Mrs. Catherine Booth
Mother of the Salvation Army
1829 – 1890 A.D.
When but twelve years of age, Catherine Mumford became secretary of a little temperance society, was a bright and earnest talker, and even wrote articles for publication. The young heart was always on the side of the weak and unfortunate. One day, while playing on the street, she saw a man dragged to jail by an unfeeling officer; a crowd of rough boys and men was following with shouts and jeers. Little Catherine left her play and walked beside the prisoner to the jail.
She showed also great sympathy for suffering dumb beasts. It often happened that seeing in the field a half-fed horse she would buy some grain and then at evening carry it to the poor animal.
She raised money for sending the gospel to foreign lands and even denied herself sugar in order to contribute to missions. As a girl she was sickly, having a disease of the spine, and seemed likely to die of consumption, but by going to the seashore she regained her health in measure.
Upon her return to London she met William Booth, a young Wesleyan preacher, whose father had once been wealthy, but had died, leaving his family to struggle for a living. The young man was working as an apprentice while preaching. Though they were both poor, they joined heart and hand for soul saving and uplifting of humanity.
William became a circuit preacher in a district some thirty miles in extent. Later he became assistant pastor in a London church. He was very successful as an evangelist and many calls came for him to speak in different parts of England.
When he was but twenty-seven he was ordered by the conference to give up evangelistic work and take a small charge. But while this may have been done partly through jealousy, it proved a good school for Mrs. Booth. Here she began to conduct classes and speak on temperance.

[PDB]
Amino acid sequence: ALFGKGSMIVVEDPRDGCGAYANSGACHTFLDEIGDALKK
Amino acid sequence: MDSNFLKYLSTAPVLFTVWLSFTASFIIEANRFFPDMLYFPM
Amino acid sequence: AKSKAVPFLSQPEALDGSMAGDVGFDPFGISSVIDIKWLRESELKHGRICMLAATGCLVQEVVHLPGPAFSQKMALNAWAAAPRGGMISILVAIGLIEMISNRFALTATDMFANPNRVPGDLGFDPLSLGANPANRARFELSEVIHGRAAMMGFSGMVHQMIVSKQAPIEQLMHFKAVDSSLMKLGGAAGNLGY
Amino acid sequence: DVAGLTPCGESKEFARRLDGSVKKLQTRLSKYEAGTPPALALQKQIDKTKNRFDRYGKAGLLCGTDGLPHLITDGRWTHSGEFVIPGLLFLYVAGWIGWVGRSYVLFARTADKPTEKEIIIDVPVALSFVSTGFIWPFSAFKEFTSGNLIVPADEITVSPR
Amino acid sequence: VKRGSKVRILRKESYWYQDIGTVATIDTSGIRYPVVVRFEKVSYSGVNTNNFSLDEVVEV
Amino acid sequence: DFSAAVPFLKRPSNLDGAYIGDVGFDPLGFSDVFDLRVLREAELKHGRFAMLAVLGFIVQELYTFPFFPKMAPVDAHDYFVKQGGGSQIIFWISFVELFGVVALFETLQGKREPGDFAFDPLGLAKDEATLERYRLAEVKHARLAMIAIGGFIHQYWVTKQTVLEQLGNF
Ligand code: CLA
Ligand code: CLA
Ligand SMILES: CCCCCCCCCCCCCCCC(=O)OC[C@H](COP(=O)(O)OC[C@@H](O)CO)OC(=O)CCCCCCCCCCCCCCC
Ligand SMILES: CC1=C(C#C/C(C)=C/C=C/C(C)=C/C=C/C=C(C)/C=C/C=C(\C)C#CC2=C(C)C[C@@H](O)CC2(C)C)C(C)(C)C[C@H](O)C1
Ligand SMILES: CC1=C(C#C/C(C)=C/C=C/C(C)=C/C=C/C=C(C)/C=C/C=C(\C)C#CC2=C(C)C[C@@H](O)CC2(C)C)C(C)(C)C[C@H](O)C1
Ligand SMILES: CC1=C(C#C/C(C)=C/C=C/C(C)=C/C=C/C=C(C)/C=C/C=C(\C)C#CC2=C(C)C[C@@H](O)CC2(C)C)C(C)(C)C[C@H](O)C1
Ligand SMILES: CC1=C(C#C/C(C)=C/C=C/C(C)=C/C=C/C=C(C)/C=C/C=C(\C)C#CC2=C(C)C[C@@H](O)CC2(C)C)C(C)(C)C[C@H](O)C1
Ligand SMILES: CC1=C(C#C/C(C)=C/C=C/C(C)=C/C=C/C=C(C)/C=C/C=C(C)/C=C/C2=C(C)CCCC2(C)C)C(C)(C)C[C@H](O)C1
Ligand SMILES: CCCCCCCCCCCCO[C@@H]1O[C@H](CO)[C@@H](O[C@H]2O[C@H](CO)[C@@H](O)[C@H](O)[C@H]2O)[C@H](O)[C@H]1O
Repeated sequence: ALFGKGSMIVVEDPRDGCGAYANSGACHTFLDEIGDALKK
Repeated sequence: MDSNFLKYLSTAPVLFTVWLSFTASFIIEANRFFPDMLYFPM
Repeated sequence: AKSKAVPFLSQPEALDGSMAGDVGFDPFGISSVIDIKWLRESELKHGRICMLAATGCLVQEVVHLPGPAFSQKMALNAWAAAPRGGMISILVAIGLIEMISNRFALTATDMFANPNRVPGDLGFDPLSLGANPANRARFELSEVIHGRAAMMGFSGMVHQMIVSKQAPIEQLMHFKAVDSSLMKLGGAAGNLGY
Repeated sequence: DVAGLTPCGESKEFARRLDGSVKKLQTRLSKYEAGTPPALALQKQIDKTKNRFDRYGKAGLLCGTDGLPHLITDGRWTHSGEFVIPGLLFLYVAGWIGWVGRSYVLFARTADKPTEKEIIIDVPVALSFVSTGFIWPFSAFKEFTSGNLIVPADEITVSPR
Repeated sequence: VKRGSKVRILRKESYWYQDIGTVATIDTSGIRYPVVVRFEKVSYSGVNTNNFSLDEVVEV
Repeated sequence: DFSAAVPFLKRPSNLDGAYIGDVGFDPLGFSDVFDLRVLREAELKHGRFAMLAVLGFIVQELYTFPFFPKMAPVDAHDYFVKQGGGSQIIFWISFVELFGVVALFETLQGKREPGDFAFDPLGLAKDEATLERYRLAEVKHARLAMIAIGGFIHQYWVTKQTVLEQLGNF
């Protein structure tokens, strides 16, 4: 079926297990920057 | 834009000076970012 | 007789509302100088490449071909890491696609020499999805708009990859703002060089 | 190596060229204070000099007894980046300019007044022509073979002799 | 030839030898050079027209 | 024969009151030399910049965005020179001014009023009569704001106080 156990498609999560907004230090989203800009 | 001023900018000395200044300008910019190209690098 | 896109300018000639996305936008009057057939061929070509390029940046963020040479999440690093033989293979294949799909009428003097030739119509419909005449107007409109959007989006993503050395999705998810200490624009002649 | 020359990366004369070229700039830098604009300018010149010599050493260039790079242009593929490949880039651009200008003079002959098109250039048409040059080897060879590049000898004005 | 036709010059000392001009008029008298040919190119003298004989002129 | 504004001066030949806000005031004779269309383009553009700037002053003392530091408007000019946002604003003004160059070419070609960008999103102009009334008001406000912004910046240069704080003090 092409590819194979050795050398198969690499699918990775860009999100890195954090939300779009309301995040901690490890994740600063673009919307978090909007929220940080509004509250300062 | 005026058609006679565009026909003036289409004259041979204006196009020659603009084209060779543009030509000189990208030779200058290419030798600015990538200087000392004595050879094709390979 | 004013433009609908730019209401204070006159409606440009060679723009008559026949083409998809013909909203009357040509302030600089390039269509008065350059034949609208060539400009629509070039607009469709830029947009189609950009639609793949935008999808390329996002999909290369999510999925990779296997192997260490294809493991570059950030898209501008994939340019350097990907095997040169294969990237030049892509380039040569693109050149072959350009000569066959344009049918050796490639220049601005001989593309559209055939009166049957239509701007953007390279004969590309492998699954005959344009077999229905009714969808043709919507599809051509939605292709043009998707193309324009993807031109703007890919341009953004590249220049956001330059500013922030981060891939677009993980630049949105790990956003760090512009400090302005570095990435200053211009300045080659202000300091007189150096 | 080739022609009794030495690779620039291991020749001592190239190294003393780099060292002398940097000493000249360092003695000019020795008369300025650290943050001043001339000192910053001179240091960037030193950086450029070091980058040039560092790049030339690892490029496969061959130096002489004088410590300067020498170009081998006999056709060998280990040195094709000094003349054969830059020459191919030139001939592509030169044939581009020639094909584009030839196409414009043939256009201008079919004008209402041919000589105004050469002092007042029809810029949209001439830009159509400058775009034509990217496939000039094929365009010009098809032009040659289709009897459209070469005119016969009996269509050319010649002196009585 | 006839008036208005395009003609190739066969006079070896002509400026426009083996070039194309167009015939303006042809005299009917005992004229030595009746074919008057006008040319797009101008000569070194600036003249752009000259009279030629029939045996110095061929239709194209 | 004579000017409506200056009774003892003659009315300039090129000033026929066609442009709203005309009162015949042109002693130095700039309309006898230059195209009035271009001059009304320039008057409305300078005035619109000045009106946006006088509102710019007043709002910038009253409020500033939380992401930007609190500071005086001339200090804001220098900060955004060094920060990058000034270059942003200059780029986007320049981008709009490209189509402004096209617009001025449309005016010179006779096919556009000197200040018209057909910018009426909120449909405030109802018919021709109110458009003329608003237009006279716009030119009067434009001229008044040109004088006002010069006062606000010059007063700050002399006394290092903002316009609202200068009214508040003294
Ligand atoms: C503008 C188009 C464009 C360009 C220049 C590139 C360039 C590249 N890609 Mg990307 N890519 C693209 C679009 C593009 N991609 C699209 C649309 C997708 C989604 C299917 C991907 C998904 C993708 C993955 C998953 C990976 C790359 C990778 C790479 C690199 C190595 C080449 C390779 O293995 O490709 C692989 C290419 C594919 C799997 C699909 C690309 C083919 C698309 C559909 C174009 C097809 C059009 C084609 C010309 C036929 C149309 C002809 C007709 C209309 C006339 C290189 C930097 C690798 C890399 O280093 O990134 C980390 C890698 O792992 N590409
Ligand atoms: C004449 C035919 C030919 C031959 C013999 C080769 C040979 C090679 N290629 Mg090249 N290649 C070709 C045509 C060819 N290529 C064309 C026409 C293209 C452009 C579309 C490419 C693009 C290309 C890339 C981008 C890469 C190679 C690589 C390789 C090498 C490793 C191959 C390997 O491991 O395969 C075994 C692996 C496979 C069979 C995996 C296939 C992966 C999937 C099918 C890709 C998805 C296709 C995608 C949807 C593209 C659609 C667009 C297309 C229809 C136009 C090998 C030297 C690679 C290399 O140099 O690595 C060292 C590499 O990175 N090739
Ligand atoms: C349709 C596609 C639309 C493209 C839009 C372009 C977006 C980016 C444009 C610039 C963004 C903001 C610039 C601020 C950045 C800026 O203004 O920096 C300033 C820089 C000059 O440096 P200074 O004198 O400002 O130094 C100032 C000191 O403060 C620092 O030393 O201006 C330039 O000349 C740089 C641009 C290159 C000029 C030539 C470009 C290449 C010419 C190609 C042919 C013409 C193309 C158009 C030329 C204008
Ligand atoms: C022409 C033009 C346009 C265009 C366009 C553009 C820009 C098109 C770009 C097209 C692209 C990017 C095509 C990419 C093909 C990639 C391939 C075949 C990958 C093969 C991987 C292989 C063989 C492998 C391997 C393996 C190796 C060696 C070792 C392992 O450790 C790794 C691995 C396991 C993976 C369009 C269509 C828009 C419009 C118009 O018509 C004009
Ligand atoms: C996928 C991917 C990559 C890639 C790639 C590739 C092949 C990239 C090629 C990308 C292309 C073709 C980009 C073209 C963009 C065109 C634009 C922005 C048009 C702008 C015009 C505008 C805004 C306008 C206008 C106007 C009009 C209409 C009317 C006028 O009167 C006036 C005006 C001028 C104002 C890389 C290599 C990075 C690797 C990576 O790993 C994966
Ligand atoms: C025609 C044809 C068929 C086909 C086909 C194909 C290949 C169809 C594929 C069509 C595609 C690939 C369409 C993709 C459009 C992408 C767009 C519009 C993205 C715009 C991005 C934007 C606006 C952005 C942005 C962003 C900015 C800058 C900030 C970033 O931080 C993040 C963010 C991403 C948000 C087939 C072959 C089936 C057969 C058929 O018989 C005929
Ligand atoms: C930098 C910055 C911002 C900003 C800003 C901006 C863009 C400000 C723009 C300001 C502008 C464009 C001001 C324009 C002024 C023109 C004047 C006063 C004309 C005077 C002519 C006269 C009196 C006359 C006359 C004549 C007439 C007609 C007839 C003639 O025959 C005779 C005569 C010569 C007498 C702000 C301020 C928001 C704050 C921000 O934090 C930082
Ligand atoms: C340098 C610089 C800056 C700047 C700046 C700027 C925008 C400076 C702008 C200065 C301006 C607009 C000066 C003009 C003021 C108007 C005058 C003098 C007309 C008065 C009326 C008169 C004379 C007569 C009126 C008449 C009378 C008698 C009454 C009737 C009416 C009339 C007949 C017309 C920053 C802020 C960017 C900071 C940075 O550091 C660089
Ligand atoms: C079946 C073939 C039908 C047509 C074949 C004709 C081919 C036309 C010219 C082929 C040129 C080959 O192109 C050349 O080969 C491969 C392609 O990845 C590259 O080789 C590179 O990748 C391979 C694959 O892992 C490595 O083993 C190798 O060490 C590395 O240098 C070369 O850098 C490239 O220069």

The next settlement was in a place of about fifty thousand people. The little church numbered less than a hundred members, and about that number met on Sunday evenings. But soon the place of worship was crowded with nearly two thousand people. The chapel came to be known as the “Converting Shop.”
The stories of Mrs. Booth’s ministrations to the poor and intemperate are both pathetic and thrilling. She was of a sensitive, shrinking disposition and public speaking was a source of great dread, but feeling that God had laid this upon her, she calmly responded, and there was given her a power over the souls of people that was manifestly supernatural. Hundreds were soon converted under her speaking. Her husband’s health failed and she was constrained to take his place, which she did, and was greatly blessed. Calls came for her as well as for her husband to hold evangelistic meetings, but he was opposed by the conference to which he belonged. At last, husband and wife decided that it was his duty to resign from the conference and be free to go wherever God might call him.
He was summoned to Cornwall, where for eighteen months they worked among miners, fishermen, and all classes, with marvelous success. About one thousand professed conversion.
The beginnings of what became the Salvation Army work were had in the slums of London, where Mr. and Mrs. Booth held tent meetings and marched through the streets to advertise the meetings. Those were dark days, they were without means of support, but God raised them up a friend in Samuel Morley, a member of Parliament.
Mrs. Booth became a wonderfully effective preacher. A well known publisher offered to publish her sermons and give her the profits, and some wealthy men offered to build her a church similar to Spurgeon’s. All these offers she declined, and with her husband endured the abuse and violence of the degraded people whom they were commissioned to seek to save and the slights and sneers of the “respectable.”
They passed through a veritable baptism of fire, but to-day they are seen as the heroic pioneers of a great world-wide movement for evangelizing and elevating the neglected thousands of our great cities.
Reference: Woman: Her Position, Influence and Achievement Throughout the Civilized World. Designed and Arranged by William C. King. Published in 1900 by The King-Richardson Co. Copyright 1903 The King-Richardson Co.